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  • The Politics of Dialogic Imagination: Power and Popular Culture in Early Modern Japan by Katsuya Hirano
  • Michael Dylan Foster
The Politics of Dialogic Imagination: Power and Popular Culture in Early Modern Japan by Katsuya Hirano. Chicago: University of Chicago Press, 2014. Pp. viii + 295. $75.00 cloth, $25.00 paper, $25.00 e-book.

There is always a complex and ambiguous relationship between state-imposed order and cultural practices that critique that order, between official hierarchies and popular behaviors that subvert such hierarchies. Nowhere is this relationship more evident than in Tokugawa-period Japan, known both for the rigidity of government authority and the simultaneous rise of a vibrant urban culture, with such creative, expressive forms as kabuki 歌舞伎 and puppet theater, spectacle shows (misemono 見世物), woodblock prints (ukiyo-e 浮世絵), and myriad inexpensive written and illustrated texts. In The Politics of Dialogic Imagination Katsuya Hirano explores this period, and the complex interactions of power and play that characterize it, through close readings and theoretical considerations of a number of popular culture products, along with some of the legal edicts and philosophical documents with which they were in conversation.

The book opens with a long quotation from Louis Althusser, the influential twentieth-century Marxist thinker. Indeed, the words and work of Althusser—along with a panoply of other Marxist and post-Marxist philosophers, sociologists, historians, and literary critics—inform Hirano’s thought-provoking readings of cultural production under the Tokugawa bakufu 幕府. The “dialogic imagination” of the title is also, of course, an explicit reference to M.M. Bakhtin and his [End Page 476] focus on the “dialogical interaction of divergent voices and perspectives” (p. 3).1 Hirano’s own focus is the way in which conflicting voices within popular culture, particularly from the eighteenth century onward, critiqued the hegemonic order and “provoked the sustained concern and interference of the authorities” (p. 2). He also explores how these relationships changed with the onset of Meiji-period modernity.

Hirano chooses to use the body and its regulation as a touchstone for exploring the complex interplay between popular cultural production and the hegemonic discourse of the Tokugawa government and Neo-Confucian elite. He explains in chapter 1 that, to the powers of the early Edo period, an idle body or a body at play was a problem: “The state made attempts consistently to delimit the meaning and function of the body to the moral imperative of productive work based on its deep concern that the failure to regulate the body, especially its excessive desire, would result in people’s awakening to the irrepressible presence of history” (p. 68). The formal structure of the state, with its official hierarchies and rice-based economy, was threatened during the eighteenth century by the emergence of “a new space of cultural production and consumption” (p. 56).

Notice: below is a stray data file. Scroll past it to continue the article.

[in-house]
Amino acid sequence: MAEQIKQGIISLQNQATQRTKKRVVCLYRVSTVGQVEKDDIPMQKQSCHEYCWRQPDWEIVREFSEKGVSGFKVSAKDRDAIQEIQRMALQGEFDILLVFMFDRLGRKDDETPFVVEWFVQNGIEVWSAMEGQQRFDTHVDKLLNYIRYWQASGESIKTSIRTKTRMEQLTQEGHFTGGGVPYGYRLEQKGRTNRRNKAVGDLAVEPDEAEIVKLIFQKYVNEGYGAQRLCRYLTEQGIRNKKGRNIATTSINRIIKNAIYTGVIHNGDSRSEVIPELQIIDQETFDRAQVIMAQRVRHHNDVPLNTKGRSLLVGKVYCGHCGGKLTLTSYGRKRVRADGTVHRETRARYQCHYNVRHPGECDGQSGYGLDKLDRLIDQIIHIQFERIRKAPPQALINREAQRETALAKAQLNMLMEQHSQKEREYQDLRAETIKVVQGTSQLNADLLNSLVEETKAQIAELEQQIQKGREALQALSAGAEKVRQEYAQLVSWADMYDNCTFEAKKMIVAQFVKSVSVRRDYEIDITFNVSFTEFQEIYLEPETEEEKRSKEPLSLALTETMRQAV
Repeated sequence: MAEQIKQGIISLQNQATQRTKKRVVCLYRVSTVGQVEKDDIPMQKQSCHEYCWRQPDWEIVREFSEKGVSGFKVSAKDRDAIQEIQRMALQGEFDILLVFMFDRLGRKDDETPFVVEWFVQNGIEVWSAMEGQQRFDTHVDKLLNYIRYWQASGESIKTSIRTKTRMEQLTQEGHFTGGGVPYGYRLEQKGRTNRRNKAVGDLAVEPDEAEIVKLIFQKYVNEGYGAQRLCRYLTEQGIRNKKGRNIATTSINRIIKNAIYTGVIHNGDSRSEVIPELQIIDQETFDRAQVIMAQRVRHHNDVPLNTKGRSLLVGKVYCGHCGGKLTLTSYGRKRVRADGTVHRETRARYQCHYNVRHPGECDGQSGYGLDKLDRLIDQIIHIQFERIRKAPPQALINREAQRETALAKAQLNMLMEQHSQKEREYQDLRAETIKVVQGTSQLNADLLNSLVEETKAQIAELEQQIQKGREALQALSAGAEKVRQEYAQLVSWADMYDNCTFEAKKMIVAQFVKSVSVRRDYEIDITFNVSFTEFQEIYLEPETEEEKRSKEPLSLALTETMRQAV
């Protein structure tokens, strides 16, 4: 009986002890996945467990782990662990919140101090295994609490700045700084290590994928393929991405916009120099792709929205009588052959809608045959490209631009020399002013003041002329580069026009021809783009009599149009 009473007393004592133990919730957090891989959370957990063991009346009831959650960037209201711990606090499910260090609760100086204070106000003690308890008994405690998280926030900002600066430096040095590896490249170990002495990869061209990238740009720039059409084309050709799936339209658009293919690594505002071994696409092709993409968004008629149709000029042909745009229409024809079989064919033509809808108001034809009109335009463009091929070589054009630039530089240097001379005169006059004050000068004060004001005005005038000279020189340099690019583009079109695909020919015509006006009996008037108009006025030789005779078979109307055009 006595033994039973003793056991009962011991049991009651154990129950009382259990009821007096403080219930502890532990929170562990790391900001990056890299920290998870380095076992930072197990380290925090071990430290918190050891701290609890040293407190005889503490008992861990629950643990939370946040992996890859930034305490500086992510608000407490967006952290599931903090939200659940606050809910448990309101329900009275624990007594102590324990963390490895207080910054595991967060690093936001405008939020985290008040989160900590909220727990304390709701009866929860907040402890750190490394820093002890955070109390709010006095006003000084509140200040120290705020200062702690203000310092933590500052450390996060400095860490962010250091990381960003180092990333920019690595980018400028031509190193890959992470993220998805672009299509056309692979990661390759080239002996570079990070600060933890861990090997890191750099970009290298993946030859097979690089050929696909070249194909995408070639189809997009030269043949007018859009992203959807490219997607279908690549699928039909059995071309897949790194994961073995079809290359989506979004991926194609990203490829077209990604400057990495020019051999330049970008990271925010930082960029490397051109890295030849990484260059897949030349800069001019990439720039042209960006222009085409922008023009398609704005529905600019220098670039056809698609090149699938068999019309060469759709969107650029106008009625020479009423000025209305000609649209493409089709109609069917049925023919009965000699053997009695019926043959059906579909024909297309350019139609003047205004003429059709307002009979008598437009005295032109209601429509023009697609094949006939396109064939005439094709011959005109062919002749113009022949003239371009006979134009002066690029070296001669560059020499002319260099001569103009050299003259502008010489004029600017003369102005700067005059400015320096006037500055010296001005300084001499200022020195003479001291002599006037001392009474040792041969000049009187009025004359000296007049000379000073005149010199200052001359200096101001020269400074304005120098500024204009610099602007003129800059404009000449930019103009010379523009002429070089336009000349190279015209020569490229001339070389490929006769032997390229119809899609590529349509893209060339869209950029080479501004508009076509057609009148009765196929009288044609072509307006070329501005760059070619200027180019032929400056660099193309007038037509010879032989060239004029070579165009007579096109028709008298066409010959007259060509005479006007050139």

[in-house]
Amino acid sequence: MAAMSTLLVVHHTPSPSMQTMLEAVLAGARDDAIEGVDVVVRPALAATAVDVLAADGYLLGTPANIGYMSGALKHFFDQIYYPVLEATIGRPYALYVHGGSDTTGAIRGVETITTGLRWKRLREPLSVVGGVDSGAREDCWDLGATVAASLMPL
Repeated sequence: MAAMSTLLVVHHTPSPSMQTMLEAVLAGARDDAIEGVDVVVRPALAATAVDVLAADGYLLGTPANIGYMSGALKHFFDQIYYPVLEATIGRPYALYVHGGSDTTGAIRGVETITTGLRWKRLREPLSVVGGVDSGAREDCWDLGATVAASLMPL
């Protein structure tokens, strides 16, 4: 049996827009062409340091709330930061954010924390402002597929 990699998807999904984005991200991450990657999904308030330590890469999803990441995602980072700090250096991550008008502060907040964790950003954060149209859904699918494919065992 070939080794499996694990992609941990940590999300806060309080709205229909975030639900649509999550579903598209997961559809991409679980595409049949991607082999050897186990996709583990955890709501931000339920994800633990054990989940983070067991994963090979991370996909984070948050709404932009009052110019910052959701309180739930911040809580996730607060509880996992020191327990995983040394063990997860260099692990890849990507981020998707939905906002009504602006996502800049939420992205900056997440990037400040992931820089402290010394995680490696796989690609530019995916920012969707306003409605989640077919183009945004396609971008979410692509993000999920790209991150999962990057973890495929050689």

Each of the next three chapters focuses on a different form of production within this new space. But rather than structure his argument around specific genres—for example, kabuki, woodblock prints, puppet theater, gesaku 戯作, and the like—Hirano explores particular rhetorical modes of expression: parody in chapter 2, comic realism in chapter 3, and grotesque realism in chapter 4. The concluding chapter of the book (chap. 5) focuses on the Meiji period and new discourses on subjectivity that emphasize “interiority” over bodily desires and excesses.

A careful reading of Hirano’s text reveals a narrative arc that traces the meaning of the body in popular culture. In chapter 1, we see the rift between individual bodily desires and the imperatives of governmental power expressed through, for example, the love-suicide dramas of Chikamatsu Monzaemon 近松門左衛門 (1653-1724). This sort of dramatic and literary expression gives way in chapter 2 to the [End Page 477] visceral, defamiliarizing parodies by writers such as Santō Kyōden 山東京伝 (1761-1816), which are followed in chapter 3 by the laughter in response to a master farter in a spectacle show. And this bodily humor resonates in chapter 4 with the emergence of a critical role for the grotesque and ghostly body in late Edo-period kabuki such as, for example, The Ghost Story of Yotsuya (Tōkaidō Yotsuya kaidan 東海道四谷怪談) by Tsuruya Nanboku IV 鶴屋南北 (1755-1829). Throughout...


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pp. 476-480
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